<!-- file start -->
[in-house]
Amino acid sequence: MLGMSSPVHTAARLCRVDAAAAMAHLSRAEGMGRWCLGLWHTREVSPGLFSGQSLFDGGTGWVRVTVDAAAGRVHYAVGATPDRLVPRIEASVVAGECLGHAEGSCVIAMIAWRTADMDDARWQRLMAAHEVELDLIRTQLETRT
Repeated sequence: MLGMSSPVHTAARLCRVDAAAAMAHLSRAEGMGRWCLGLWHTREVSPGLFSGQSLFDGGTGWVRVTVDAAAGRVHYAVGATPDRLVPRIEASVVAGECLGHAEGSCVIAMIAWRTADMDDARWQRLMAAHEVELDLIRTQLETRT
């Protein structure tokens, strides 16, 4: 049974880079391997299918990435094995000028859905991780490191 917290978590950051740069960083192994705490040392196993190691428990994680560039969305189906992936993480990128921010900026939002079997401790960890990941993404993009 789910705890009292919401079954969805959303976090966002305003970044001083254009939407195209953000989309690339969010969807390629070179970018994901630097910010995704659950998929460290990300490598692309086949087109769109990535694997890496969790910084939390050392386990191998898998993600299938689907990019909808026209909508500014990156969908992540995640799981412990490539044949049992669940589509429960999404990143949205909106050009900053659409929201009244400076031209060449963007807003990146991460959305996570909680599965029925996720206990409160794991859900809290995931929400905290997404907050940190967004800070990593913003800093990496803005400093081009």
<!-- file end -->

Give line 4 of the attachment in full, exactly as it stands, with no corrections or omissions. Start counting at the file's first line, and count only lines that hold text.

């Protein structure tokens, strides 16, 4: 049974880079391997299918990435094995000028859905991780490191 917290978590950051740069960083192994705490040392196993190691428990994680560039969305189906992936993480990128921010900026939002079997401790960890990941993404993009 789910705890009292919401079954969805959303976090966002305003970044001083254009939407195209953000989309690339969010969807390629070179970018994901630097910010995704659950998929460290990300490598692309086949087109769109990535694997890496969790910084939390050392386990191998898998993600299938689907990019909808026209909508500014990156969908992540995640799981412990490539044949049992669940589509429960999404990143949205909106050009900053659409929201009244400076031209060449963007807003990146991460959305996570909680599965029925996720206990409160794991859900809290995931929400905290997404907050940190967004800070990593913003800093990496803005400093081009």